In Pursuit of Smart, Not Happy

There are many ways in which I feel alienated from the rest of my human peers. I love Hillary Clinton. Literally everyone else in the world seems to hate her. I don’t like dogs, and that’s “weird.” I actually prefer salamanders. Like, if everyone who has a dog had a salamander instead, I would be so much happier.

Which brings me to my main point: the world of the internet reeeallly wants everyone to be happy. Above all else. No matter what. And I don’t get it.

You start typing ‘secrets to…’ into Google and the first autofill is ‘happiness.’ It’s everywhere. In Time, Cosmo, Huffpost, Mindful, and here and here and here and here – the Google results for ‘happiness’ are endless. And they are full of advice like, ‘cut out the people in your life that don’t bring you happiness,’ ‘stop being hard on yourself,’ ‘don’t dwell on the negatives.’

Every day on social media I see memes like these:

If you’re not happy, there’s something wrong with you. Guys on the street tell you to smile (I know there’s a whole other sexism thing on here, which will have to be another blog for another day) no matter that it’s your face and your state of mind in question. Coworkers tell you to quit complaining. Friends tell you to “let it go.” You have a negative opinion about climate change? Or loathe the fact that half the people in the country support a bonafide lunatic asshole in the presidential election? Or think that people who don’t vaccinate their kids are willfully ignorant and dangerously irresponsible? Keep it to yourself. Live, and let live. Certainly don’t bring it up on, say, Facebook. You shouldn’t argue on Facebook, they say. Just post pictures of — you got it — puppies. If you can’t say anything nice, don’t say anything at all.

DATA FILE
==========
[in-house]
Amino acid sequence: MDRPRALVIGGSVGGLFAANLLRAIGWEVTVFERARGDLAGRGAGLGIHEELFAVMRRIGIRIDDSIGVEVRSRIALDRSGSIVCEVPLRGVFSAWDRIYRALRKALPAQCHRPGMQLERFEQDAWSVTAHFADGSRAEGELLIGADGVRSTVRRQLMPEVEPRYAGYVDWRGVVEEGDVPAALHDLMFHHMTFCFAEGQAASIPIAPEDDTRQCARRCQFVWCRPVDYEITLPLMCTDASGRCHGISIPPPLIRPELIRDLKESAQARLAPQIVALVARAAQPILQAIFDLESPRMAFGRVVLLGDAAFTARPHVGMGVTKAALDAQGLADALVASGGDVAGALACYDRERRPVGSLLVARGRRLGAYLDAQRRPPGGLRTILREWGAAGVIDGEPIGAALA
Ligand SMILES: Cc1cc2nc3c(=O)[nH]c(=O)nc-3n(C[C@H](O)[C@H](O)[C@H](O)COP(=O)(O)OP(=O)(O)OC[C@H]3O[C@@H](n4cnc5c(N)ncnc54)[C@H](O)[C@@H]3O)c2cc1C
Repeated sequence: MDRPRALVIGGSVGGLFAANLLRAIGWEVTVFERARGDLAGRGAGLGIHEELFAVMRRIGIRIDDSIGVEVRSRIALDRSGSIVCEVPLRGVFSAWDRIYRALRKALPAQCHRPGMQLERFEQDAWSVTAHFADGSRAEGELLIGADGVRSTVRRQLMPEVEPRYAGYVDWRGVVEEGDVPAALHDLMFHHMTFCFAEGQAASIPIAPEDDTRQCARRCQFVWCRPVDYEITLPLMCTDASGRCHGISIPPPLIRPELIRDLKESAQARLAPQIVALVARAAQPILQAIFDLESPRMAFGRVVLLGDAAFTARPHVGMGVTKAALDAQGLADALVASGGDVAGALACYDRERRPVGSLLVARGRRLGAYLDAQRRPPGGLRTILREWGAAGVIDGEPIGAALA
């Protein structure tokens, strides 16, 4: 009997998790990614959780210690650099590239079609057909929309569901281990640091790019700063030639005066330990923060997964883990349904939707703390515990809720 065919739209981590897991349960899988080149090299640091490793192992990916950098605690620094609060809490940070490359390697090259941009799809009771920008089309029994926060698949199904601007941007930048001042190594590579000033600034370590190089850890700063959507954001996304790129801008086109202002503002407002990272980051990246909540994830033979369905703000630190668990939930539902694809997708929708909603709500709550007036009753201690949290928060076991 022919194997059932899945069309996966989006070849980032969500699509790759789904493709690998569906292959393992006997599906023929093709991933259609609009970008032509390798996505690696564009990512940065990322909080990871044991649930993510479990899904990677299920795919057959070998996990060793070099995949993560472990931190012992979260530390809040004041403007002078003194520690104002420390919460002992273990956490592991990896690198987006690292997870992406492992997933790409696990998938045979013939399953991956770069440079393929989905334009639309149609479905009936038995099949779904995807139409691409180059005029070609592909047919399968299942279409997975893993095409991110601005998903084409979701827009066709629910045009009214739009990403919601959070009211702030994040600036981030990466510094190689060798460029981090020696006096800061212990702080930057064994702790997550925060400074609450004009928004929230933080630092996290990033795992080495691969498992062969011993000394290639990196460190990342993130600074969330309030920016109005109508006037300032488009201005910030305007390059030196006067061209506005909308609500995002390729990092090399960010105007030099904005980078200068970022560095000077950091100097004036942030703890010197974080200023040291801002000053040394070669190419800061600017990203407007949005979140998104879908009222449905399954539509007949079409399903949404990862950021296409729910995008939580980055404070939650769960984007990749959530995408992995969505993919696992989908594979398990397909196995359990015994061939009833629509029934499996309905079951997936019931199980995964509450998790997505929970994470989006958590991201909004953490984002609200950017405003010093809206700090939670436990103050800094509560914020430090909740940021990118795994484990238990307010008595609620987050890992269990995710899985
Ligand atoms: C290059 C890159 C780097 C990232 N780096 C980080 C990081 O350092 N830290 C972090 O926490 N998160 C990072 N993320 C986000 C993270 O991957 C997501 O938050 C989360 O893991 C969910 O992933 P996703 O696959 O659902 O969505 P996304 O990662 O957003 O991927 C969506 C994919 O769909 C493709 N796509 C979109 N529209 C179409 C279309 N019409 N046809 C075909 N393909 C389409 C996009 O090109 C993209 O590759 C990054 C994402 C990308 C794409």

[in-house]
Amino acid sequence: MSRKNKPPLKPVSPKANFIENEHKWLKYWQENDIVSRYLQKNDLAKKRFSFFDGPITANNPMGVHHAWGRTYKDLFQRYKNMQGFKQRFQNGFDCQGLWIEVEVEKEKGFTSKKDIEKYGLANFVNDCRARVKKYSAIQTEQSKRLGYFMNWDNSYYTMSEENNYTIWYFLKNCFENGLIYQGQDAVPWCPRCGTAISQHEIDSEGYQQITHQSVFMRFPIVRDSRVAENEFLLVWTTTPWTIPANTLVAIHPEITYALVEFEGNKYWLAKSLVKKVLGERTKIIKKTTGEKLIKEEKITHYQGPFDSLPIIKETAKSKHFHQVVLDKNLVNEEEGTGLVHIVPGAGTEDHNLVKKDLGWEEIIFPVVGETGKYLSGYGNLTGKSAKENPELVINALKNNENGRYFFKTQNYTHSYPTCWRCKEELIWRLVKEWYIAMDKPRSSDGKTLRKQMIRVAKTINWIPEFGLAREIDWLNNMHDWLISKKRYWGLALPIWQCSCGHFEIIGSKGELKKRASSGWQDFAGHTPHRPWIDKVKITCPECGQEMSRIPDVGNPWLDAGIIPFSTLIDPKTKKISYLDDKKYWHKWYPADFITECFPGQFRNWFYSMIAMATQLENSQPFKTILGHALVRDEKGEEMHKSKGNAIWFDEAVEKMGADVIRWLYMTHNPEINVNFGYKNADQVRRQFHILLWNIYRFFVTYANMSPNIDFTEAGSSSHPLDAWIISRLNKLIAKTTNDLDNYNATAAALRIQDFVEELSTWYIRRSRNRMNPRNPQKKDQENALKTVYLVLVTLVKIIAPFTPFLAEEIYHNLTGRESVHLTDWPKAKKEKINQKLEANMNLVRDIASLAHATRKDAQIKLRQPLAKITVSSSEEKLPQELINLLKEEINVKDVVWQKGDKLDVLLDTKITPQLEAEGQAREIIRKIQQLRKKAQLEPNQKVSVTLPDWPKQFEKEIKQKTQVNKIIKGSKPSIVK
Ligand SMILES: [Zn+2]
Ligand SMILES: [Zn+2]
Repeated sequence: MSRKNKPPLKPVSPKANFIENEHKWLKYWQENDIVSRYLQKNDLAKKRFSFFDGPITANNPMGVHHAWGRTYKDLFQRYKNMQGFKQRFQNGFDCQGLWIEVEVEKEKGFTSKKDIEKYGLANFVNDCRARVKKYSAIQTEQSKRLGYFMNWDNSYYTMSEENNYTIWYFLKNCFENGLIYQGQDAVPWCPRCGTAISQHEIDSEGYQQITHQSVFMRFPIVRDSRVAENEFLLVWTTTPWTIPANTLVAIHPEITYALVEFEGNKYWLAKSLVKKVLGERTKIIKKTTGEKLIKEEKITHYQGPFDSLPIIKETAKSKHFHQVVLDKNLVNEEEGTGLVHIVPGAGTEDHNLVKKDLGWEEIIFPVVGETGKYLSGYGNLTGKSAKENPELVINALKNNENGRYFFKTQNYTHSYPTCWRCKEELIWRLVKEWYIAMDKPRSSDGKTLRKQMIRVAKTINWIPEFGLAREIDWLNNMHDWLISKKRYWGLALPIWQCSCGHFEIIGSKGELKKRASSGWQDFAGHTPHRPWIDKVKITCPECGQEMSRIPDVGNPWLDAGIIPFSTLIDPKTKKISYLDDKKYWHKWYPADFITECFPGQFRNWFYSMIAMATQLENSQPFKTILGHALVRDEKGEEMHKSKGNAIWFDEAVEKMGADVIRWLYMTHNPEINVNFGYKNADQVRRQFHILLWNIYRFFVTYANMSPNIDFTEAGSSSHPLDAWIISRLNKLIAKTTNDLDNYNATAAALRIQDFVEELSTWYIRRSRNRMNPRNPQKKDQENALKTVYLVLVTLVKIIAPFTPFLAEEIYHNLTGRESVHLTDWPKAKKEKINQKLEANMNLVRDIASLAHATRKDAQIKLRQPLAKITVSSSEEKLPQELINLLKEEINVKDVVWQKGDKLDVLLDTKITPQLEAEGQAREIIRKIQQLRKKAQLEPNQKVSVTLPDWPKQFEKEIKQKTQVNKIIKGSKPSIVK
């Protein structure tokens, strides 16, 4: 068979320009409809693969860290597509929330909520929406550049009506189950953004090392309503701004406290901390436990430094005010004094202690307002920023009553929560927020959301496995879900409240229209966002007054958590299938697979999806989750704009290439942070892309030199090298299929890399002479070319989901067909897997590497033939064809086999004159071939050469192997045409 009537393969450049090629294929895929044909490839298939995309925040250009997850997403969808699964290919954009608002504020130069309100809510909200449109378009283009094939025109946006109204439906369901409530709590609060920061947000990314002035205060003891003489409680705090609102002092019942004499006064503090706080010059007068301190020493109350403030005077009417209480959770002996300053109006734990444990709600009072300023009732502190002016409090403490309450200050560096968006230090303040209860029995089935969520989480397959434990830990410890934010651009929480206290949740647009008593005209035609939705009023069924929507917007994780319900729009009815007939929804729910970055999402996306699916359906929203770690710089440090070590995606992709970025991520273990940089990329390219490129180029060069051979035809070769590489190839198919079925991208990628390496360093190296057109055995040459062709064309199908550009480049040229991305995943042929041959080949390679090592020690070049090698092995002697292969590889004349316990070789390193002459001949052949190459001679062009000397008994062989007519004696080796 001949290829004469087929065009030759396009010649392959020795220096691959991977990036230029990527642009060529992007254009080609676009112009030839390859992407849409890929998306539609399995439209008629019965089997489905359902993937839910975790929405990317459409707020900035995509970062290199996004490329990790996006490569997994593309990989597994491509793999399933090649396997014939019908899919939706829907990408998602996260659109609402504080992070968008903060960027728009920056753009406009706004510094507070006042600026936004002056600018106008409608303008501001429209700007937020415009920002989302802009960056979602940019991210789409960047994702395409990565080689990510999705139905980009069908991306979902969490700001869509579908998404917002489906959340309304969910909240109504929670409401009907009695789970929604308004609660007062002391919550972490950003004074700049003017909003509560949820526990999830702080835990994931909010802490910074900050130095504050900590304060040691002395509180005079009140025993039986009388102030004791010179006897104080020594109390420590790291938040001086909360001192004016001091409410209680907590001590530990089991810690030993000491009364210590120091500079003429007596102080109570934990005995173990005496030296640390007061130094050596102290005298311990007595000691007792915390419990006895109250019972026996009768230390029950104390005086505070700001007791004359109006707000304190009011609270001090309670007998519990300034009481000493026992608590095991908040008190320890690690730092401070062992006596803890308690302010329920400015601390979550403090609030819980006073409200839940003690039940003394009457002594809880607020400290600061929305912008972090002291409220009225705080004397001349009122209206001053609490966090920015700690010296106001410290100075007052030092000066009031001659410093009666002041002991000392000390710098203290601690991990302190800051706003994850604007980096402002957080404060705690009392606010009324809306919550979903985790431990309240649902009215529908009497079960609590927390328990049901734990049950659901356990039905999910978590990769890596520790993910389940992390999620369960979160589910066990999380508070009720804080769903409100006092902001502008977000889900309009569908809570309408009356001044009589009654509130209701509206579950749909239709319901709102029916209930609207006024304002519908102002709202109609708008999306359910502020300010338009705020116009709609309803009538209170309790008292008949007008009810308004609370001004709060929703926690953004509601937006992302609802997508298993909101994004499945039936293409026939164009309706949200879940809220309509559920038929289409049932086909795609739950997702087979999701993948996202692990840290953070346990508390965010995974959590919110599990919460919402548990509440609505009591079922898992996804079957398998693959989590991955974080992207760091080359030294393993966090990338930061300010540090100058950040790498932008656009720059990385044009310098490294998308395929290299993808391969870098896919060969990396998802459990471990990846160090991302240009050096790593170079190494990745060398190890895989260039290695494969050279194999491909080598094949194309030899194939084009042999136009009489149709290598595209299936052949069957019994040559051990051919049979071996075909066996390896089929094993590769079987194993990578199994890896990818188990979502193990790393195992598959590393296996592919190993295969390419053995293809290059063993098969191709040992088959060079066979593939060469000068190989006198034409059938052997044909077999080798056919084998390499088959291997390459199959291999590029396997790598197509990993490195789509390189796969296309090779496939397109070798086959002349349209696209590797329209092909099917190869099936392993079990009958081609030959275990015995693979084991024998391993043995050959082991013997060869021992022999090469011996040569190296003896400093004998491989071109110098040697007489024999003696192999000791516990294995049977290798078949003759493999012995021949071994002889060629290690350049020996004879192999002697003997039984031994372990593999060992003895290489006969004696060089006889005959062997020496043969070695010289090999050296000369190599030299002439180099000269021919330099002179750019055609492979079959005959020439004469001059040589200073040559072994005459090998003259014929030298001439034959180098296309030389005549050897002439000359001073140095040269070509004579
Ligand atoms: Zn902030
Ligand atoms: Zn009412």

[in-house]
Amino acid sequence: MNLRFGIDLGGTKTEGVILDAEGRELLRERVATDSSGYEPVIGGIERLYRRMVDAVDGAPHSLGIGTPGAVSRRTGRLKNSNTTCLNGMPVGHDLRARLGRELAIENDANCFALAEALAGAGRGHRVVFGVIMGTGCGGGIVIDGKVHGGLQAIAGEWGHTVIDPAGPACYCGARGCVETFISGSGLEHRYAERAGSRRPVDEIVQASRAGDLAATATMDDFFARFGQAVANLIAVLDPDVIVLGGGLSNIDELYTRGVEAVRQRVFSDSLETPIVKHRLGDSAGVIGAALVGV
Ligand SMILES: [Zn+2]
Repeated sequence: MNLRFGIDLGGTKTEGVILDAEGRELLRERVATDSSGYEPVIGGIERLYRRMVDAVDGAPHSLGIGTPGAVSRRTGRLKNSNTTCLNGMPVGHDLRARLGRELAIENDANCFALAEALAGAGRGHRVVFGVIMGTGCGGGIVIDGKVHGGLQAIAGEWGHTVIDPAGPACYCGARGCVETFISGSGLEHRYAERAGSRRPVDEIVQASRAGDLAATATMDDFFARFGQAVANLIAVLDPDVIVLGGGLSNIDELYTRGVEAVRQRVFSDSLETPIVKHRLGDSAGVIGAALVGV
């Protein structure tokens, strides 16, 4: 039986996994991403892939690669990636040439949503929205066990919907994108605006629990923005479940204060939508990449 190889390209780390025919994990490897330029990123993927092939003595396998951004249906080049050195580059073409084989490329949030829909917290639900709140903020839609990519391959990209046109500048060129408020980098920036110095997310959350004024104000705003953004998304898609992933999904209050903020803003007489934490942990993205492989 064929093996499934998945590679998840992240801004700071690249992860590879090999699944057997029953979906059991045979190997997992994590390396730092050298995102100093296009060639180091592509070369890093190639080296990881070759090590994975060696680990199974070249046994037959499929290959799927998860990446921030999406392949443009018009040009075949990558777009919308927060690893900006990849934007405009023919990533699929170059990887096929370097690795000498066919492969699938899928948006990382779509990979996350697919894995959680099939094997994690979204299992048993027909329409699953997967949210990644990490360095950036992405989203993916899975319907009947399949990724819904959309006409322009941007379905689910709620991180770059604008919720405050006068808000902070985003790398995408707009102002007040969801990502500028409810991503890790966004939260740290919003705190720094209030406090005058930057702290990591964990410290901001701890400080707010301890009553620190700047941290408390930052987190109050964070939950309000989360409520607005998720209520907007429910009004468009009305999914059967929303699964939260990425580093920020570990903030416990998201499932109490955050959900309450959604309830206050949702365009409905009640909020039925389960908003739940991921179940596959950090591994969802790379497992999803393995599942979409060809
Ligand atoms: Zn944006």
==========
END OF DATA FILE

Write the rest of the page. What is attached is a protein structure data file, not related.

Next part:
Because these things do not lend themselves to being happy. And, to a seemingly large percentage of the world, being happy is the most important thing you can possibly achieve.

I want to change that.

I want people to have purpose. I want people to feel fulfilled. I want people to do things that matter — on a small scale, and a large scale. I want people to seek knowledge and share it. If these things lead to happiness, or make people happy in their pursuit of them, great. I just don’t understand the sacrifice of everything else in the pursuit of simple happiness.

I know ignorance is bliss, but we can’t always take that to heart. We cannot abandon knowledge simply because it sometimes bears bad news. We cannot ignore problems because they make people uncomfortable, or because the solutions will make some people unhappy. We cannot pretend that everything will be fine just because we want it to be. We must do that which makes us squirm, that which is extremely difficult. It’s how we grow. And the point is, these things have their own merit, and we don’t have to justify them by pointing out that their outcomes make us happier in our growth.

Scientific innovation for the sake of scientific innovation is great. Calling out ignorance for the sake of keeping things real is important. Hanging out with people because they challenge you makes you a more well-rounded person. Paying attention to politics makes you a better voter. Dwelling on our mistakes helps us to correct them in the future, and being hard on ourselves pushes us to be the best that we can be. Society is built on so much more than individual pursuits of happiness — it’s built on doing the hard stuff.

This is not to say that you should hang around with people that suck you dry, emotionally. This is not to say that you should only obsess over what’s wrong in this world. This is not to say that you should never be happy. But if you aren’t, don’t think of it as such a failing. There are many other things to be proud of and to seek, in this world, than happiness.

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